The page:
Relationship between the matrix effect and the physicochemical properties of analytes in gas chromatography
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The phenomenon “matrix-induced chromatographic response enhancement” (matrix effect) causes quantitative errors in gas chromatography (GC) analyses. This effect varies according to the analyte nature, matrix type and concentration, and GC-system parameters. By focusing on the physicochemical properties of analytes, a predictive model was developed for the matrix effect using quantitative structure–property relationships. Experimental values of the matrix effect were determined for 58 compounds in a serum extract obtained from solid-phase extraction as the matrix. Eight molecular descriptors were selected, and the matrix-effect model was developed by multiple linear regression. The developed model predicted values for the matrix effect without any further experimental measurements. It also indicated that the molecular polarity (particularly H-bond donors) and volume of the analyte increase the matrix effect, while hydrophobicity and increasing number of nonpolar carbon atoms in the analyte decrease the matrix effect. The model was applied to the analysis of barbiturates. The predicted values indicated that N-methylation decreases the matrix effect, and the relative predicted values were effective for the selection of an internal standard. The obtained insight into the matrix effect and the prediction data will be helpful for developing quantitative analysis strategies.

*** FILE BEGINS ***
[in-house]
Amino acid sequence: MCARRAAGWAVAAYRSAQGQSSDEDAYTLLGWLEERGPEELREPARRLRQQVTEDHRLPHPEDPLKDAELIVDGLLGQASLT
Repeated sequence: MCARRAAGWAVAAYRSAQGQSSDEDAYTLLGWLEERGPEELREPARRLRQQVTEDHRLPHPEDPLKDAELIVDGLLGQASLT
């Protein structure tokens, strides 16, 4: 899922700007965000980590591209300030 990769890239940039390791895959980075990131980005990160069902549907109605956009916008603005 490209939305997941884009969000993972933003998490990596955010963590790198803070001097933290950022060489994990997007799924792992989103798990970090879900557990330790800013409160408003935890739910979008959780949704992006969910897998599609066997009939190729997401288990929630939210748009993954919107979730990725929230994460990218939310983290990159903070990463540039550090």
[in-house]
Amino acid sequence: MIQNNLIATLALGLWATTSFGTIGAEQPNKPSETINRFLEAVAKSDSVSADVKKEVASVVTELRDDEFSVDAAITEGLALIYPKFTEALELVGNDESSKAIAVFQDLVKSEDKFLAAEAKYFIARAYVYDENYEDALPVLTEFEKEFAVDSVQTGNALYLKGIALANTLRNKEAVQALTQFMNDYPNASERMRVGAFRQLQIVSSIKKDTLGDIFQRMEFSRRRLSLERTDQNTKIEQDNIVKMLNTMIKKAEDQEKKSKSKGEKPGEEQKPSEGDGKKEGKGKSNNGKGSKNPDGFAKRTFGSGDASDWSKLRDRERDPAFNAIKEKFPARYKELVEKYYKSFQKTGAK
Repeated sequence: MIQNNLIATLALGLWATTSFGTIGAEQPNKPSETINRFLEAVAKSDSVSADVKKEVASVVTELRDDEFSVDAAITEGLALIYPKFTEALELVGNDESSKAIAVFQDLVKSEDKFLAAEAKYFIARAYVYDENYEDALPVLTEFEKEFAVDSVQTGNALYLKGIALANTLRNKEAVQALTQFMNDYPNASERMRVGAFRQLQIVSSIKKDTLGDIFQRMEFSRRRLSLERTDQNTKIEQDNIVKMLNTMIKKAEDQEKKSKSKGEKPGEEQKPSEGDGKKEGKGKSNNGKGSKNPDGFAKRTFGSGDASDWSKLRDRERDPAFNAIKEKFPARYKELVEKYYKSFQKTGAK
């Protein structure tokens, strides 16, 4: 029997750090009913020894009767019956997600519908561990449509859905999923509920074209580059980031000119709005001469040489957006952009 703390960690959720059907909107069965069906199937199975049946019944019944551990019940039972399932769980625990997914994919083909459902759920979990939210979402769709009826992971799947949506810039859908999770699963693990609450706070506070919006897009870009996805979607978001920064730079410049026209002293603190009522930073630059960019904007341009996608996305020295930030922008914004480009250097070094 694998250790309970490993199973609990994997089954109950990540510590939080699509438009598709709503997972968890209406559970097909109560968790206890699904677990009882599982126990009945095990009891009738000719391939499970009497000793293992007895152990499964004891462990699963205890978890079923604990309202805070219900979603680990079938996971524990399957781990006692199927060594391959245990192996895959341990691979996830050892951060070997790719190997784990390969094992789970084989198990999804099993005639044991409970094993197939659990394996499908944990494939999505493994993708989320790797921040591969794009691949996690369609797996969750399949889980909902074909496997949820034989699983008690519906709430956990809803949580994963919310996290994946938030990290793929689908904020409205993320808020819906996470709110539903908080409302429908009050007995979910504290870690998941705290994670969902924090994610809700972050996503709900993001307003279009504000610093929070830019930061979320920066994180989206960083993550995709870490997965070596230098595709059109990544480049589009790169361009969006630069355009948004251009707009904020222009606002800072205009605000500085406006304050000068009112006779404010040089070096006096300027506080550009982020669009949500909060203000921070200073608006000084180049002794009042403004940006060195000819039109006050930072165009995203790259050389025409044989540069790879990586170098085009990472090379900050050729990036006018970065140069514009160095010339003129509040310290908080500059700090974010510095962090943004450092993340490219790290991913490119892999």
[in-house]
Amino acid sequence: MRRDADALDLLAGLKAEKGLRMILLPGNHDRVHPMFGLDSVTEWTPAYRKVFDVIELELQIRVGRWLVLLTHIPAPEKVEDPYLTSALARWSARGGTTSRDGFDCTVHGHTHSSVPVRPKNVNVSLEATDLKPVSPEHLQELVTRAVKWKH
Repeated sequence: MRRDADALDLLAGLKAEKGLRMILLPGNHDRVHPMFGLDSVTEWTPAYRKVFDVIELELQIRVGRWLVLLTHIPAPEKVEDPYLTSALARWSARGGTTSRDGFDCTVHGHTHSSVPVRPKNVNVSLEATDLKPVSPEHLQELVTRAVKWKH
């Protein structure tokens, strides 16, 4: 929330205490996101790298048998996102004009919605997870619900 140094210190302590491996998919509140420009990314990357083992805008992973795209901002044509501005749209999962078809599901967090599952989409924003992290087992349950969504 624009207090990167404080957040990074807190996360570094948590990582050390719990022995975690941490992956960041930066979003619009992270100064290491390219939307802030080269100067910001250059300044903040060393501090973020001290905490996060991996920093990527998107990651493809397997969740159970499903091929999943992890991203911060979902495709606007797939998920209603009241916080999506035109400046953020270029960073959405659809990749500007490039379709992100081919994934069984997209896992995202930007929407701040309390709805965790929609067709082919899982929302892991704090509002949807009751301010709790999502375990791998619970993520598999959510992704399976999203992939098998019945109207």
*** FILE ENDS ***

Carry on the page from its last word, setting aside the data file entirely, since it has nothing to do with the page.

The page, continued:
KeywordsMatrix effect Gas chromatography Quantitative structure–property relationship H-bond donor
This study was supported by the Japan Society for the Promotion of Science KAKENHI Grant Numbers 24590850, 24659338. The authors would like to thank Kohtaro Yuta (In Silico Data, Japan), Masato Kitajima, and Jose M. Ciloy (Fujitsu Kyushu Systems Ltd., Japan) for their helpful discussions and valuable comments on the manuscript.
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